What is the "better / best " method to multi-boot different OSes natively WITHOUT VirtualBox(es) ?

Ralf Mardorf ralf-mardorf at riseup.net
Sun Oct 25 05:50:47 UTC 2020

On Sat, 24 Oct 2020 11:10:10 +0100, Steve O'Hara-Smith wrote:
>bot swap drive bay

On another mailing list a woman does use a selection switch thingy. I
don't remember what it is called. The drives are on-board, but only a
selected drive is connected and turned on.

A hot swap drive bay inherits the risk of a damage by static
electricity when changing drives.

I also want to add for consideration, if reboots between operating
systems are often wanted and HDDs are used, it's way better when all
drives, even the unused drives are spinning all the time. Parking and
releasing heads very often, does shorten the life span the most.

If sharing data between operating systems is wanted, it requires
organizational measures. Sometimes it's maybe wasting resources to use
a separated drive.

Btw. I once used GRUB (legacy or 2, I don't remember) to multi-boot
between FreeBSD, Windows (98 and/or XP, I don't remember) and several
Linux installs, on a BIOS machine (definitively no EFI secure
whatsoever thingy). FreeBSD and Windows via chain loading. I never
experienced an issue. Installing the operating systems was easy, too.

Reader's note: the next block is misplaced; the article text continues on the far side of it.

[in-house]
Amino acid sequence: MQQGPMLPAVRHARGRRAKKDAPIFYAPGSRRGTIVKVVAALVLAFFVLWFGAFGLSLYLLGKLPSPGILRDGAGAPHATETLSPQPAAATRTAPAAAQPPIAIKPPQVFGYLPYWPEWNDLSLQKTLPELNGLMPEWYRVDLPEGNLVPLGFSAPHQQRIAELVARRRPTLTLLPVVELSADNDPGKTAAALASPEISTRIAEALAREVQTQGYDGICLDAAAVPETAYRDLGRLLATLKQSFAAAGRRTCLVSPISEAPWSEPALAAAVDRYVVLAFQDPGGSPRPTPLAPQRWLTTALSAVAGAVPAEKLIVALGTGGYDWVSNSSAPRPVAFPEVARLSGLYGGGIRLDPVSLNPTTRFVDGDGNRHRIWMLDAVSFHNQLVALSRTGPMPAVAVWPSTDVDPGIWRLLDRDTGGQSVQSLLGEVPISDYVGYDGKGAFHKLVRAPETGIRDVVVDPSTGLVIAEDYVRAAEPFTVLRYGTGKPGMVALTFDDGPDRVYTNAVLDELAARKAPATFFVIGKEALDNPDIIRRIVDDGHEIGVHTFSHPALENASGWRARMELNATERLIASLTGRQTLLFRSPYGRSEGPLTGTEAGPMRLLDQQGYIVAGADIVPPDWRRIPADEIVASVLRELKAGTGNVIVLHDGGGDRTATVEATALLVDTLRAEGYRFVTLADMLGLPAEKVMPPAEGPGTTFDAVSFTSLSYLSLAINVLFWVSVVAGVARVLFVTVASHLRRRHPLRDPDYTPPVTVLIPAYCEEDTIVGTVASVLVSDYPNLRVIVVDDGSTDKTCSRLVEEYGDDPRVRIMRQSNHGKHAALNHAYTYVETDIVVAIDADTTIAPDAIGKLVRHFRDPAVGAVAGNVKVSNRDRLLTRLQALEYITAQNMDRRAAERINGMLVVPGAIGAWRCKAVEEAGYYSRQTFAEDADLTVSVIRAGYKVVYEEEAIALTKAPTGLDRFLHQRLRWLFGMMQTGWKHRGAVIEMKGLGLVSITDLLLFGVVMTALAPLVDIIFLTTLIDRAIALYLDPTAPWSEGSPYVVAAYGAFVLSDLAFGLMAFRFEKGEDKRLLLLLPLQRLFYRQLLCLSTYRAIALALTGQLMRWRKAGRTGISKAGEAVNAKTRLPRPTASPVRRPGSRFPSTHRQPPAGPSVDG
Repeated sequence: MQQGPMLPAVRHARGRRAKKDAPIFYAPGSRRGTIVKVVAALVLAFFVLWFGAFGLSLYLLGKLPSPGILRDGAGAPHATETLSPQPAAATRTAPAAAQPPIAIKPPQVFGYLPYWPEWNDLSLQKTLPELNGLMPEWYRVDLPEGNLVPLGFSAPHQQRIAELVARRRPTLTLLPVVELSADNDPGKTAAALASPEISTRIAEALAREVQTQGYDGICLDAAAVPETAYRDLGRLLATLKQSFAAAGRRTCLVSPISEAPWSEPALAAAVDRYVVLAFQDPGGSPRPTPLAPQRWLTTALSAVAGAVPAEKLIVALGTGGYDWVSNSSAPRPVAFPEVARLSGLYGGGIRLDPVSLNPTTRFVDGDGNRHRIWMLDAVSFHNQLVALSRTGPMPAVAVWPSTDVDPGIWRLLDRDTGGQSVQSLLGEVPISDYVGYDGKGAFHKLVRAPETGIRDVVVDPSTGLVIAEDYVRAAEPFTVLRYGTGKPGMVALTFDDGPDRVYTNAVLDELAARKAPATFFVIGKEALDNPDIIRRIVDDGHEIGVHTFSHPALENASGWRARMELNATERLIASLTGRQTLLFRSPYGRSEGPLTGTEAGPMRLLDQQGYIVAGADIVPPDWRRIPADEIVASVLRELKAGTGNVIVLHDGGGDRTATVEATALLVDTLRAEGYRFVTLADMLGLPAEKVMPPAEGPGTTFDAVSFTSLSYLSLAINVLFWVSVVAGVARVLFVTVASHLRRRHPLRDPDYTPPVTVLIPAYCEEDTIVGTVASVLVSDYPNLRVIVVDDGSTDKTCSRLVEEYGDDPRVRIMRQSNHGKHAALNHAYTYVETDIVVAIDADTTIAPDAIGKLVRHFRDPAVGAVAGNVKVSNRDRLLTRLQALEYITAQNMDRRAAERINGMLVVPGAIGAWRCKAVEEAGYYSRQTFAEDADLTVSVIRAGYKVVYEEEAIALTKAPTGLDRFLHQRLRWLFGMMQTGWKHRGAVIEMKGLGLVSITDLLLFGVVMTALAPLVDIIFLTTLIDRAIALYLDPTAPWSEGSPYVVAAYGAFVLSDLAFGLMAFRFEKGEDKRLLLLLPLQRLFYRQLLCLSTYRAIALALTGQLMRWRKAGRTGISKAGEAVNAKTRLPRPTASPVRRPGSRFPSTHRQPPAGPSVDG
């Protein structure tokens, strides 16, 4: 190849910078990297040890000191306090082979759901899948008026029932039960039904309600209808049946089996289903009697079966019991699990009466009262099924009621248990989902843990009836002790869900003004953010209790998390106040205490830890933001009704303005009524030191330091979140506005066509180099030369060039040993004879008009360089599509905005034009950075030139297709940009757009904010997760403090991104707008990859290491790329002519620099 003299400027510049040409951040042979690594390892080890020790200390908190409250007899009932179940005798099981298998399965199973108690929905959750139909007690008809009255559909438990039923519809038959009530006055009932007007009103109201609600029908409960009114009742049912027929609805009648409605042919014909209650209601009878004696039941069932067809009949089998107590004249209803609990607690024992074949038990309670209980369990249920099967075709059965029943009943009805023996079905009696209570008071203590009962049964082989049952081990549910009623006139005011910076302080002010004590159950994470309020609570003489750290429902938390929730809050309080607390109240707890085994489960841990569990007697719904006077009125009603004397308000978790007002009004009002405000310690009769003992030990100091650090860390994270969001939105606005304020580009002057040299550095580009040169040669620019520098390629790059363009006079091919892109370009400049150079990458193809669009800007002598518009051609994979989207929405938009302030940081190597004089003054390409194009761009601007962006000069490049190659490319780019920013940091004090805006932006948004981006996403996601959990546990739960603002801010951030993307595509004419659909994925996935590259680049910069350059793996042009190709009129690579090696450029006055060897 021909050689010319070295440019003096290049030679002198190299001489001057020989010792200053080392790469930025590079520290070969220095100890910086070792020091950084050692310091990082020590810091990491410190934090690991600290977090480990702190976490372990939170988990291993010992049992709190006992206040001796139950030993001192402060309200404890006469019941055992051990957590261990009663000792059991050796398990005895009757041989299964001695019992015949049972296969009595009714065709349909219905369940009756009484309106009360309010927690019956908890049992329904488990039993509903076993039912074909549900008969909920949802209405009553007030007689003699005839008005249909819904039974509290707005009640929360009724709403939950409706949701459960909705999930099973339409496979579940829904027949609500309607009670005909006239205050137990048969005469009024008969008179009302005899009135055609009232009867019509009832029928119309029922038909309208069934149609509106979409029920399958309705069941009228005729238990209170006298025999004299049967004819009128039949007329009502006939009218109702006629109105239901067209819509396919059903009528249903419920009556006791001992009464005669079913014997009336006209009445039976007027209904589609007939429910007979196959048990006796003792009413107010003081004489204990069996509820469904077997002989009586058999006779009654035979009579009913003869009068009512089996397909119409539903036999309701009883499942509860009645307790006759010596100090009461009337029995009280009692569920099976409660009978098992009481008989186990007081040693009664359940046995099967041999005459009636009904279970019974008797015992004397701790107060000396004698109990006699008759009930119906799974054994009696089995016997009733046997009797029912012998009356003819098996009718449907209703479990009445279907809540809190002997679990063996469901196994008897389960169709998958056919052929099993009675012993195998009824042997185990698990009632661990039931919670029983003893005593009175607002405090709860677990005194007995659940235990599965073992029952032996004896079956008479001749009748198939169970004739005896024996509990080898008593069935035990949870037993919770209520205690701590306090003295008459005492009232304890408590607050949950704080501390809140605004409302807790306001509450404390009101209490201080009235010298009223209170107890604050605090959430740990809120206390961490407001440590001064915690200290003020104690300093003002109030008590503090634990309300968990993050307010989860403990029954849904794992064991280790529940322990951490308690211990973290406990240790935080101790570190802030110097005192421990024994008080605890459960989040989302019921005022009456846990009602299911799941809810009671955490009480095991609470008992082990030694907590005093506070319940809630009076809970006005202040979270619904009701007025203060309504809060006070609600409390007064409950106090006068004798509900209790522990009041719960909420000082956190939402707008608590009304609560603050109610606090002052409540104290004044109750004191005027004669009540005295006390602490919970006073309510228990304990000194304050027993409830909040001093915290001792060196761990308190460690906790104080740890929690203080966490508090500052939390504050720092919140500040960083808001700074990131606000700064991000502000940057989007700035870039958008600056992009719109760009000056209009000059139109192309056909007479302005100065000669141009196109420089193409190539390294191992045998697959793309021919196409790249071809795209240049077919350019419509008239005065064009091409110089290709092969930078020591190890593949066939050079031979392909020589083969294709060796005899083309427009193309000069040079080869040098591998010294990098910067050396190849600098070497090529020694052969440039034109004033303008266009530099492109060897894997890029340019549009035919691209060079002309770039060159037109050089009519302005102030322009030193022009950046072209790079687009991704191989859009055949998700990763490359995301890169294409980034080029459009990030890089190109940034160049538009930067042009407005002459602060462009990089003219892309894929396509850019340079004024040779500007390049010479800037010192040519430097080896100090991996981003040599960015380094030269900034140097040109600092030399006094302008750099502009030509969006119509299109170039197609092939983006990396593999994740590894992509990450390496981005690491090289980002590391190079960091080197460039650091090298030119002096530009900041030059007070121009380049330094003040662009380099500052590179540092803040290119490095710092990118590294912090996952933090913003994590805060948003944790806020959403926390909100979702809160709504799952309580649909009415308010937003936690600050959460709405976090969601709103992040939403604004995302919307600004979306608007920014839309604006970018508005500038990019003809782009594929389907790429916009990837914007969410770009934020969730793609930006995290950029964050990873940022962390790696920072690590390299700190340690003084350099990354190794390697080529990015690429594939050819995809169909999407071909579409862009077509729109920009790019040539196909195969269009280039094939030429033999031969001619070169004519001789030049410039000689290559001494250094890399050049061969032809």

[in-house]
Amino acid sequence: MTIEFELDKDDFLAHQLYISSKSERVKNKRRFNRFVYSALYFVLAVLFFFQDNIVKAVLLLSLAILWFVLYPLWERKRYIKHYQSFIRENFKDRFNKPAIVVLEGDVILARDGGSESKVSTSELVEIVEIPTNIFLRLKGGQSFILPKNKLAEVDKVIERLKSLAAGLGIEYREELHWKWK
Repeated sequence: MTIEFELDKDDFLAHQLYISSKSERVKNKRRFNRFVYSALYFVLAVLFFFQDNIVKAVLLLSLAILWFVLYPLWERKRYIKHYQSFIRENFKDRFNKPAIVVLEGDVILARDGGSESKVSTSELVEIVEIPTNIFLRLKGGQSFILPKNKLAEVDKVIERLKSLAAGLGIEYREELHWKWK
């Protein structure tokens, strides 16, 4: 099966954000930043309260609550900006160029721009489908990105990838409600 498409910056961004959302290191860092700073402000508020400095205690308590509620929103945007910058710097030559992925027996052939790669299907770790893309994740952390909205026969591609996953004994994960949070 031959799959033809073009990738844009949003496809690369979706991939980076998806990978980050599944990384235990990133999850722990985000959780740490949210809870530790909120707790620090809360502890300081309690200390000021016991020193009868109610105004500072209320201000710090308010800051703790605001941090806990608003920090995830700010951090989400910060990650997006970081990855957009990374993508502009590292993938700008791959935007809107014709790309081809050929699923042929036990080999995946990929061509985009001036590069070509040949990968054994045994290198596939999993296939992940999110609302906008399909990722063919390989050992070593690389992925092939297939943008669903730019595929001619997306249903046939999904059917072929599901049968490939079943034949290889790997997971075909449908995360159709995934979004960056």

Nowadays I'm using syslinux to boot between several Linux installs,
FreeBSD is on an USB stick and apart from this I'm using iPads and
Windows XP, 7 and 10 are running on a VirtualBox Linux host, which is a
super advantage, if restoring a broken Windows is required ot to share

In my experiences there never was an issue that one install messed up
the other install or at least the boot loader. The real issue (when
using different operating systems on one machine, as I've done in the
past or the way I'm doing it at the moment, by using an USB stick and
tablets) is, sharing data between operating systems.

An example I'm experiencing at the moment. To share data between
Linux and iPadOS I could use (ex)fat or hfs+. When storing the Linux
data on (ex)fat partitions, permissions get lost, so (ex)fat is no
option at all. Actually I'm using hfs+, so Linux can store
permissions, but after the drive was used by iPadOS, under Linux I need
to run fsck.hfsplus to gain write access, even if fsck.hfsplus just
mentions, that everything is ok (and journaling is disabled), it
seemingly repairs something without mentioning it. Without running
fsck.hfsplus file system access is read only or results in an
input/outout error. The new drive seems not to be broken. Maybe
something is fishy with my USB 3 ports, OTOH I rarely experience USB
issues, so I guess even the input/output errors are related to a file
system inconsistency and not to a hardware related issue.

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